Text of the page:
The ideal leading man, the perfect zany, the most admirable dandy and the most charming rogue: except perhaps in his earliest years at Paramount, he was never allowed to die at the end of a film and with good reason – who would believe it? Cary was indestructible.

Yet, by 1965, he had never won an Academy Award. That year, accepting the Oscar for co-writing a Grant vehicle called Father Goose, Peter Stone was perfectly succinct: “My thanks to Cary Grant,” he said, “who keeps winning these things for other people.” Five years later, when the Academy finally gave him an honorary award for his whole career (it was the evening’s highlight and the only TV appearance he’s ever made), Grant gave an especially gracious and spirited thank you speech, prominently mentioning several of the best directors he’s worked with. It was quite a list, and no accident either, but rather a monument to his good taste as well as his ability – for he has worked with more good directors than any other star in pictures: Hawks (5 times), Hitchcock (4), Stanley Donen (4), Cukor (3), McCarey (3), Stevens (3), Raoul Walsh, Frank Capra, Joseph L. Mankiewicz, Blake Edwards, Garson Kanin.

Each man brought out different facets of Grant’s fascinating personality; I have asked several of them about certain particularly delightful moments in their Grant films, often getting the same reply: “That was Cary’s.” Hitchcock, whose reputation at least (though I know it’s not true) is of a director who cares little for actors, told me, “One doesn’t direct Cary Grant, one just puts him in front of a camera.”

Cary hasn’t made a film since 1966, when he did Walk Don’t Run, in which he let Jim Hutton and Samantha Eggar have the love interest, while he played their matchmaker, a role that had been done originally by Charles Coburn in the first version of that story, The More the Merrier. It was not an unlikable movie, but audiences didn’t care to see him in that sort of part. There is a moment in the movie when Cary gives Miss Eggar a glass of champagne and a kiss on the hand that must have made everyone yearn to see him go further – it was certainly the most romantic bit in the picture. But Cary had decided he was too old to play opposite young women, and, in fact, I would guess the relative failure of Walk Don’t Run prompted his unannounced exit from the movies. If people only wanted him as a romantic figure and he felt he was too old, the only thing to do was quit. How does one convince him he’s wrong?

I told Cary recently that I’d love to get him into a movie again, and he answered jokingly that if there was a role for an old fellow in a wheelchair, maybe he’d do it. No matter that he only looks about fifty years old, and that most women I know (young or old) become slightly moony at the mention of his name. Nothing to be done – he is off in the international business world and fascinated by it, he claims. Perhaps he is happy, but the movies have lost someone quite irreplaceable. Too soon. He can argue that he’s done everything in pictures, and of course he has, but I do wish he were still at it. Personally, I’d give anything to have him in a movie, as I know many directors would, and I’m sure audiences would not be unhappy to have that special style and unique sophistication before them again. He must be to them, as he was to me that first time I met him, an old and dear friend. We miss him.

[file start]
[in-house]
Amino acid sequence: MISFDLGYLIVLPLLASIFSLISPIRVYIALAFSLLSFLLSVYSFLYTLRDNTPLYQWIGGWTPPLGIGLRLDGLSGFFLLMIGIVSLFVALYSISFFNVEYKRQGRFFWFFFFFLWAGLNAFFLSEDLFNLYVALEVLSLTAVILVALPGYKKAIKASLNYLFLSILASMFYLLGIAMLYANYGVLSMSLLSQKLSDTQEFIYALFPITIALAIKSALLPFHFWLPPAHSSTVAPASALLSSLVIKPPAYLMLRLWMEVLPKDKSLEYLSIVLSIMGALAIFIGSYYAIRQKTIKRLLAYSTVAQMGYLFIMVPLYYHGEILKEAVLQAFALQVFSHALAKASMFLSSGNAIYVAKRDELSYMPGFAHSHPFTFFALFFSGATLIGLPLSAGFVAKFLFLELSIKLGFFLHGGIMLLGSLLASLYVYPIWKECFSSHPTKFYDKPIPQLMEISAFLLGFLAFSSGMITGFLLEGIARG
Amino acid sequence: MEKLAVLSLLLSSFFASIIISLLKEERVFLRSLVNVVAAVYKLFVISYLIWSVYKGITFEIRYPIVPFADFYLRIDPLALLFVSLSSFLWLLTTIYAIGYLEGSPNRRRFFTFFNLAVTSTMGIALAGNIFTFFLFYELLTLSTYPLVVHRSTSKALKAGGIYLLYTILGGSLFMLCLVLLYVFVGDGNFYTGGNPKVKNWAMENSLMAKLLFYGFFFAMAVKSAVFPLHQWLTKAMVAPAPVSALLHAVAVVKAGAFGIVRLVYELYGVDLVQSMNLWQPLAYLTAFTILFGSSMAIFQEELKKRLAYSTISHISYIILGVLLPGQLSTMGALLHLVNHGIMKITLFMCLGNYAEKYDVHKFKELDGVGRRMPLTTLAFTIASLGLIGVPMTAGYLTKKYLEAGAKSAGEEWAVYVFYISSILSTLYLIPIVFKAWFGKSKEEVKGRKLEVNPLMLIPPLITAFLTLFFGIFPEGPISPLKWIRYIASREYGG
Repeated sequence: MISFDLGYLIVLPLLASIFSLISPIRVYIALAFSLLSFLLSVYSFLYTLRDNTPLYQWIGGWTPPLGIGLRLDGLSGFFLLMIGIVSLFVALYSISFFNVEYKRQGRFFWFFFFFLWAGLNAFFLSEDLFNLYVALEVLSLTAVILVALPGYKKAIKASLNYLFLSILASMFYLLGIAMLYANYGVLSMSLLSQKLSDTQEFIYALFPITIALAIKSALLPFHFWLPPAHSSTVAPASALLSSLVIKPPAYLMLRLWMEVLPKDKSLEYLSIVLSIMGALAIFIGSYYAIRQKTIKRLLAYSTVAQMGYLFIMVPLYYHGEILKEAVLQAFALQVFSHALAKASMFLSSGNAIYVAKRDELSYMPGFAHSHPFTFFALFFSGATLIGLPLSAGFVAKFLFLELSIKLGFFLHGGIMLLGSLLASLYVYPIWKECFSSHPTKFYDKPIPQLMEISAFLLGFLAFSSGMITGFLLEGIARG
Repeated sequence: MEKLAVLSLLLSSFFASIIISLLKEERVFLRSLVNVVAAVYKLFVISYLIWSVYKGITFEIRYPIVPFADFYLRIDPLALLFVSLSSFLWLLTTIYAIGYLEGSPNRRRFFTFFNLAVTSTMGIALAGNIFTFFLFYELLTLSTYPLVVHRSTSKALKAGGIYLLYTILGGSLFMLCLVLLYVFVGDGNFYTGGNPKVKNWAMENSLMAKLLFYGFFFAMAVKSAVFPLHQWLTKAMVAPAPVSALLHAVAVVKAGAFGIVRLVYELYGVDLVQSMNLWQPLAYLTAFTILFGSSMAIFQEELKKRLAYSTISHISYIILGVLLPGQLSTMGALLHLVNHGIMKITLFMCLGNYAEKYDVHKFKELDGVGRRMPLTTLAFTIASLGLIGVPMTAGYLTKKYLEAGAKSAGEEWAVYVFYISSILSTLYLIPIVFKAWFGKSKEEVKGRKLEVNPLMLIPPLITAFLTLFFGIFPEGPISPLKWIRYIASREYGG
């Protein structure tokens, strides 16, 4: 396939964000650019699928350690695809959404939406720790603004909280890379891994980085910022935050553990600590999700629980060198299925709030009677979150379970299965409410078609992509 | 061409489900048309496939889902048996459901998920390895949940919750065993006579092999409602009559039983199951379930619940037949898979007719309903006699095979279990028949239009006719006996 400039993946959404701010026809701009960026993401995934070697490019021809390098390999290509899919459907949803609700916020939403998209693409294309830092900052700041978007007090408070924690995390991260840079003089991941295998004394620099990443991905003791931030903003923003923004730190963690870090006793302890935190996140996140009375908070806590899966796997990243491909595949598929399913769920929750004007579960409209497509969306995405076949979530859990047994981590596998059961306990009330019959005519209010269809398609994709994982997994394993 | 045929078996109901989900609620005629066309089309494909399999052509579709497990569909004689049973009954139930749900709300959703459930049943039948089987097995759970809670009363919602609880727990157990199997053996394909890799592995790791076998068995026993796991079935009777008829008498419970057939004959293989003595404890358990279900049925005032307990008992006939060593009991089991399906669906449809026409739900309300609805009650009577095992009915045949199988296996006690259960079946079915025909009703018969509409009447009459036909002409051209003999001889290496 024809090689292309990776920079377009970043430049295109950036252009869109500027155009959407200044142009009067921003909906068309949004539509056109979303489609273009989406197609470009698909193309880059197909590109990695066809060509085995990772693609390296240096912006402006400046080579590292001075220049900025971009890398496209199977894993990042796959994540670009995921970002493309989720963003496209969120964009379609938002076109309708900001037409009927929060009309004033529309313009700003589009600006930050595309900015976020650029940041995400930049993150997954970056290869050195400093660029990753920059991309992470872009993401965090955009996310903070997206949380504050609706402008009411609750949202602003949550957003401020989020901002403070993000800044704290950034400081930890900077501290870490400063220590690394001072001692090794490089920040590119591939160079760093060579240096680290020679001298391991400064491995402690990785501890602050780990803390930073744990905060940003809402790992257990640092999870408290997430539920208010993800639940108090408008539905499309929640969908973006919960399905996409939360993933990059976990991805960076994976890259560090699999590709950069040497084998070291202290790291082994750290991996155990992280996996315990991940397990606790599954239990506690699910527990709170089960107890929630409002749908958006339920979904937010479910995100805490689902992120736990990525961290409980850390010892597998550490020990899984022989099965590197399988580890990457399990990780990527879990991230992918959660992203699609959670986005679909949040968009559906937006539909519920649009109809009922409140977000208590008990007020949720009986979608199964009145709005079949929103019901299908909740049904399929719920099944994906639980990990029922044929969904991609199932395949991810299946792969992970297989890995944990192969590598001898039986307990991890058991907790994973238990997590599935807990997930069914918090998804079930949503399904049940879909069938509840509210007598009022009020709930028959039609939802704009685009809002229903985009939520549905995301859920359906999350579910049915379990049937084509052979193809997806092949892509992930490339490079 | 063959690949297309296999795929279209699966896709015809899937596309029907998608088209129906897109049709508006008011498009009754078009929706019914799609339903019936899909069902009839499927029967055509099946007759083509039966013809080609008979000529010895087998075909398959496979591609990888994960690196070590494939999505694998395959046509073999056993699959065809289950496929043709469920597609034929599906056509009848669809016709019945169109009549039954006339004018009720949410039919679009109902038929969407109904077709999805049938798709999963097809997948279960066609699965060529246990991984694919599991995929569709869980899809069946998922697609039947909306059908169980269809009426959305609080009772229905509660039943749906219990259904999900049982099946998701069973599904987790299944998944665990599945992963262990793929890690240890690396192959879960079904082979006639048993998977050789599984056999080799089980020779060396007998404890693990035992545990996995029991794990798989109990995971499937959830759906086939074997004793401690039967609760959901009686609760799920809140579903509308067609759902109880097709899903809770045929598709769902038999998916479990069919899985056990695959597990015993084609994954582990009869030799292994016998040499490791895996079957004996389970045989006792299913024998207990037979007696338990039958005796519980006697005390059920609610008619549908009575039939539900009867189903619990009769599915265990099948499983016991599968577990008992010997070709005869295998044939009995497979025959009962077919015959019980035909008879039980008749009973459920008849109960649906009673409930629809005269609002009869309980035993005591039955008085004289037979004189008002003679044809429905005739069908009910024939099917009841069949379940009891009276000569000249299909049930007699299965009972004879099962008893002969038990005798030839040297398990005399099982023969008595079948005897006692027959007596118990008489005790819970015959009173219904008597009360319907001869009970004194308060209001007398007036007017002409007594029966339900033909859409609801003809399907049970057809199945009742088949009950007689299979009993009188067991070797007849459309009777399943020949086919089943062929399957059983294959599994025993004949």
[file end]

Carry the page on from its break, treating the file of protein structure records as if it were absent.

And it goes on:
April 1972 

In 1985, for his eighty-first birthday, I sent Cary a little Styrofoam caricature of himself with a bunch of helium balloons attached (an idea I’d borrowed from a present Maria Shriver sent me): It seems so fitting for Grant – didn’t he always make us feel lighter than air? A few days later I got a call from Cary – and his lovely bride, Barbara – which quite bowled me over: He had loved the present! “Barbara and I just got back from Barbados,” he cried excitedly over the phone, “and we walk in – it’s my birthday so there’s all these presents al over the place, you know – and sitting up on the piano is this little Cary Grant!” he said the name as though it were not his own. “We put him on the dinner table!” He sounded like a kid – ever-young Apollo, the cine-mythographers might say, or the swiftest, most charismatic Mercury ever to grace the screen.
Cary also has often behaved as an angel in my life, been wise and helpful in his comments and advice, and deeply sympathetic at moments when most others had turned away. I realized the other day that our first meeting had taken place twenty-four years ago, which made me feel considerably older and made Cary seem younger – as usual.